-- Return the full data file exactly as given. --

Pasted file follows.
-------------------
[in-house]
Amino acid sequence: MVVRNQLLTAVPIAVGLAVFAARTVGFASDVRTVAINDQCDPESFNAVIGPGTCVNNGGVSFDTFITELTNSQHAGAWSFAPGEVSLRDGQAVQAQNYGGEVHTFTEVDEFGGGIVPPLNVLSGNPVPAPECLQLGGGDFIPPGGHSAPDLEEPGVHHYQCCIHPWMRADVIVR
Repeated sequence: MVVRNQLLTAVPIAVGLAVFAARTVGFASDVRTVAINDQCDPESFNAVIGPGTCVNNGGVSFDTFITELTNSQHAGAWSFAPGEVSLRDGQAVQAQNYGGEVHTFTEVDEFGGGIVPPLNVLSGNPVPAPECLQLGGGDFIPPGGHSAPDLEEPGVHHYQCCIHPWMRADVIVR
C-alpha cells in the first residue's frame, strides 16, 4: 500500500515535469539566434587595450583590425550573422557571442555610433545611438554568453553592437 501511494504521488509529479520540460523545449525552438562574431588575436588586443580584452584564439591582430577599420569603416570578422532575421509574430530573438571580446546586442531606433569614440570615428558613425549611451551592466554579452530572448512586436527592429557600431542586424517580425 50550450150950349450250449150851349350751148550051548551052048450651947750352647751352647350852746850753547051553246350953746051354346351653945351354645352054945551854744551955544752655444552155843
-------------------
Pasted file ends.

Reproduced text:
[in-house]
Amino acid sequence: MVVRNQLLTAVPIAVGLAVFAARTVGFASDVRTVAINDQCDPESFNAVIGPGTCVNNGGVSFDTFITELTNSQHAGAWSFAPGEVSLRDGQAVQAQNYGGEVHTFTEVDEFGGGIVPPLNVLSGNPVPAPECLQLGGGDFIPPGGHSAPDLEEPGVHHYQCCIHPWMRADVIVR
Repeated sequence: MVVRNQLLTAVPIAVGLAVFAARTVGFASDVRTVAINDQCDPESFNAVIGPGTCVNNGGVSFDTFITELTNSQHAGAWSFAPGEVSLRDGQAVQAQNYGGEVHTFTEVDEFGGGIVPPLNVLSGNPVPAPECLQLGGGDFIPPGGHSAPDLEEPGVHHYQCCIHPWMRADVIVR
C-alpha cells in the first residue's frame, strides 16, 4: 500500500515535469539566434587595450583590425550573422557571442555610433545611438554568453553592437 501511494504521488509529479520540460523545449525552438562574431588575436588586443580584452584564439591582430577599420569603416570578422532575421509574430530573438571580446546586442531606433569614440570615428558613425549611451551592466554579452530572448512586436527592429557600431542586424517580425 50550450150950349450250449150851349350751148550051548551052048450651947750352647751352647350852746850753547051553246350953746051354346351653945351354645352054945551854744551955544752655444552155843